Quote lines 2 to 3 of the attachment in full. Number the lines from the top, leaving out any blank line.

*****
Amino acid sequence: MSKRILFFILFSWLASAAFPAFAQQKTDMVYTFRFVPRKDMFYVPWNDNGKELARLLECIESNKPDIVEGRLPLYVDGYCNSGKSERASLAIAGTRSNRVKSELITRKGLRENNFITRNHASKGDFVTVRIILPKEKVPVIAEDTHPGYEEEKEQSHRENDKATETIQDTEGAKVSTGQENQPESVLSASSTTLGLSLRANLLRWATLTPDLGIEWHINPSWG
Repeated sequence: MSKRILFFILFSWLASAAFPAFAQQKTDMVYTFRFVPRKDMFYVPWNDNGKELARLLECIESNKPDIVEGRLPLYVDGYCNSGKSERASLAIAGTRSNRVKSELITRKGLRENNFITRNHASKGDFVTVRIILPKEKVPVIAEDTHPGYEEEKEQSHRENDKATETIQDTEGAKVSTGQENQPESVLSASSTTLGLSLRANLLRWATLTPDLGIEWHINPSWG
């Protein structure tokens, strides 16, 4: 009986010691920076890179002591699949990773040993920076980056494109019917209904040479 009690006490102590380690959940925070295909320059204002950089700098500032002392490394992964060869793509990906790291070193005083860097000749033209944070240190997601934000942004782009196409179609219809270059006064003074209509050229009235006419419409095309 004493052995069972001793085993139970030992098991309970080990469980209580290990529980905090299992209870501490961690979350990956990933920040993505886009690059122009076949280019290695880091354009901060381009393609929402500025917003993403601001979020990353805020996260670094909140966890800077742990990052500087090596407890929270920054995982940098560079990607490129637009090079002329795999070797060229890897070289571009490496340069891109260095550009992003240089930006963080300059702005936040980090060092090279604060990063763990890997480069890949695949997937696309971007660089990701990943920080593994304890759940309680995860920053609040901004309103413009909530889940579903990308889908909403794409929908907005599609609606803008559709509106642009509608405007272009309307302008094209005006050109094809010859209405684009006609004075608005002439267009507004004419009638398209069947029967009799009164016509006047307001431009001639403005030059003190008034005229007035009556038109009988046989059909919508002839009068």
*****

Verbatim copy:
Repeated sequence: MSKRILFFILFSWLASAAFPAFAQQKTDMVYTFRFVPRKDMFYVPWNDNGKELARLLECIESNKPDIVEGRLPLYVDGYCNSGKSERASLAIAGTRSNRVKSELITRKGLRENNFITRNHASKGDFVTVRIILPKEKVPVIAEDTHPGYEEEKEQSHRENDKATETIQDTEGAKVSTGQENQPESVLSASSTTLGLSLRANLLRWATLTPDLGIEWHINPSWG
């Protein structure tokens, strides 16, 4: 009986010691920076890179002591699949990773040993920076980056494109019917209904040479 009690006490102590380690959940925070295909320059204002950089700098500032002392490394992964060869793509990906790291070193005083860097000749033209944070240190997601934000942004782009196409179609219809270059006064003074209509050229009235006419419409095309 004493052995069972001793085993139970030992098991309970080990469980209580290990529980905090299992209870501490961690979350990956990933920040993505886009690059122009076949280019290695880091354009901060381009393609929402500025917003993403601001979020990353805020996260670094909140966890800077742990990052500087090596407890929270920054995982940098560079990607490129637009090079002329795999070797060229890897070289571009490496340069891109260095550009992003240089930006963080300059702005936040980090060092090279604060990063763990890997480069890949695949997937696309971007660089990701990943920080593994304890759940309680995860920053609040901004309103413009909530889940579903990308889908909403794409929908907005599609609606803008559709509106642009509608405007272009309307302008094209005006050109094809010859209405684009006609004075608005002439267009507004004419009638398209069947029967009799009164016509006047307001431009001639403005030059003190008034005229007035009556038109009988046989059909919508002839009068």